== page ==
Maurice Bucke (1837-1902) grew up as a farm boy in London, Ontario. In the winter of 1857–58, he was nearly frozen to death in the mountains of California, where he was the sole survivor of a silver-mining party. He had to walk out over the mountains and suffered extreme frostbite. As a result, a foot and several of his toes were amputated. He then returned to Canada via the Isthmus of Panama, probably in 1858. The transformative experience of which he writes (in 3rd person) was in 1872, while riding home in a horse-drawn carriage after an evening with friends.

Bernardo Kastrup’s Ontology

[The following text is transcribed from Jeffrey Mishlove’s interview with Bernardo Kastrup, with some paraphrasing and editing by JJM]

The content of experience varies from day-to-day, but the dative* of experience—that to which the experience is disclosed—the subject of experience never varies.

There is always one and the same subject of experience. If you eliminate all the contents of your consciousness, all of your memories, everything you know, everything you think, all your opinions—eliminate all that, then check how you feel. And if I do the same, I will feel exactly as you feel, because we will both be the pure dative* of experience: contentless experiencer.

Before you experience anything, you experience “I am”. That is the pure dative* of experience, and it is the same in you as it is in me.

What Richard Maurice Buck realized is that some people have found a way to identify with the pure dative*, and their experience was one of being the whole universe.

People come back from these experiences and they say they have seen behind their heads, they have seen to the ends of the universe in every direction. But I think when they are in that state, they cognize something that is completely ineffable. They cannot attach symbols or referrents while they are in that state, but they carry vestiges of it back to the body. And it is only when they come back into the body that they code their experiece with words. What they have experienced is the pure dative*, the subject before everything that comes from a nervous system.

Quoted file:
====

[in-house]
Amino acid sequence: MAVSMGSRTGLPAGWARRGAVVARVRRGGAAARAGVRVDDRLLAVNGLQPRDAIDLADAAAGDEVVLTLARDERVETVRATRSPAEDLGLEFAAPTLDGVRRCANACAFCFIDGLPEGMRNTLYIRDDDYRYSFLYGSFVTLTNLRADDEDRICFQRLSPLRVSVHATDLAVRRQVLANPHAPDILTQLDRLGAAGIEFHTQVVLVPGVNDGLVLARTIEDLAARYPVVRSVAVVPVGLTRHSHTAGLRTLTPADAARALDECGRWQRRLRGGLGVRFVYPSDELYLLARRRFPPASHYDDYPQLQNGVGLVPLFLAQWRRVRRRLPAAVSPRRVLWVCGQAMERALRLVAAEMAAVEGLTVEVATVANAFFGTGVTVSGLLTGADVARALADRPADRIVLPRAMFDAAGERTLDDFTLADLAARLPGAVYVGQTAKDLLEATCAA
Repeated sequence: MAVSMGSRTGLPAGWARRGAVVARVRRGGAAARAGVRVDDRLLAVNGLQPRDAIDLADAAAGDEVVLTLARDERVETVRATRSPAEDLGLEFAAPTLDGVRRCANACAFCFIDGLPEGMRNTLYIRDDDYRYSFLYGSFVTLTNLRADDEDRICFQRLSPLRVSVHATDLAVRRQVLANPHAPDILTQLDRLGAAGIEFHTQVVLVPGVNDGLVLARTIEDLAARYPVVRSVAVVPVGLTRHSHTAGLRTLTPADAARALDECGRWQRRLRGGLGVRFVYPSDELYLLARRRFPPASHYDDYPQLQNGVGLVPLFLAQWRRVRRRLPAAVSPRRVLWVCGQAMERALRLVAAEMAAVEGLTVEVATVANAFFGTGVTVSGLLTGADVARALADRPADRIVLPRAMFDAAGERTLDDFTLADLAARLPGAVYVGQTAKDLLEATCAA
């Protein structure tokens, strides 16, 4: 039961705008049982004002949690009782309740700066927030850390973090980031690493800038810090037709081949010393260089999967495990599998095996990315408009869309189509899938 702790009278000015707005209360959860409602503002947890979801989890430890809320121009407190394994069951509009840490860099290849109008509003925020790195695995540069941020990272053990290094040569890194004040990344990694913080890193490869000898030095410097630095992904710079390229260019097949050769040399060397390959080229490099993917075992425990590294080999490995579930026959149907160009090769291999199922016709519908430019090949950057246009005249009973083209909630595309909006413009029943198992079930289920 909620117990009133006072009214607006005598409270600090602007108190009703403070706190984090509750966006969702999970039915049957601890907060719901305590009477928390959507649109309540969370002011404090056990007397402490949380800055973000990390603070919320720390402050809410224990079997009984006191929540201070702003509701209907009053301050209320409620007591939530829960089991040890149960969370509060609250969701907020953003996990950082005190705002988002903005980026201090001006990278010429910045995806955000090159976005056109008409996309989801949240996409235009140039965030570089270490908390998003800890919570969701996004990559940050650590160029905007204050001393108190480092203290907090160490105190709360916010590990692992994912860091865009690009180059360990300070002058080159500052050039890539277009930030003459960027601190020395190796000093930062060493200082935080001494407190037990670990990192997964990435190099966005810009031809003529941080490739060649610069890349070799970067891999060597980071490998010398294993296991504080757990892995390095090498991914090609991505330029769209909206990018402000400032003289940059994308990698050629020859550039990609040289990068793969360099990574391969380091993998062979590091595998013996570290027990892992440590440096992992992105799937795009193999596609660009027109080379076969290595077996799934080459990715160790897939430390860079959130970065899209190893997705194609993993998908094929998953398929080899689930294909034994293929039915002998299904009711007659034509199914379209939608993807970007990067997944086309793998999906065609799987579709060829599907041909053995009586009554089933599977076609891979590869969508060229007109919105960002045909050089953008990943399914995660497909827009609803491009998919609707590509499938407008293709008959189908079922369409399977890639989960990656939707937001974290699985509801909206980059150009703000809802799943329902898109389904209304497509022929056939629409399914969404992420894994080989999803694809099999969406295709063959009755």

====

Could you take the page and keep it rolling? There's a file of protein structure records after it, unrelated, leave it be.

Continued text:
That’s who he is. That’s who we all are before we put on this “meat suit”.

We can know intellectually that we are pure consciousness, prior to sense experience, but it is only when we have a direct experience that we really believe it. I think this direct experience is accessible to all of us. In certain moments.

We conceptualize reality with a library of concepts that may be innate or may be learned. But the library is limited, and there are glaring holes in what we are able to conceive. I think that time is one of these holes. Our limited conceptualization of time leads to artifacts.

From personal experience and accounts of people close to me, I know it is empirically a fact that the “future” can be perceived, sometimes with an astonishing degree of accuracy. Similarly, it is an empirical fact that sometimes people acquire knowledge across space, with no physical intermediary to transmit the information.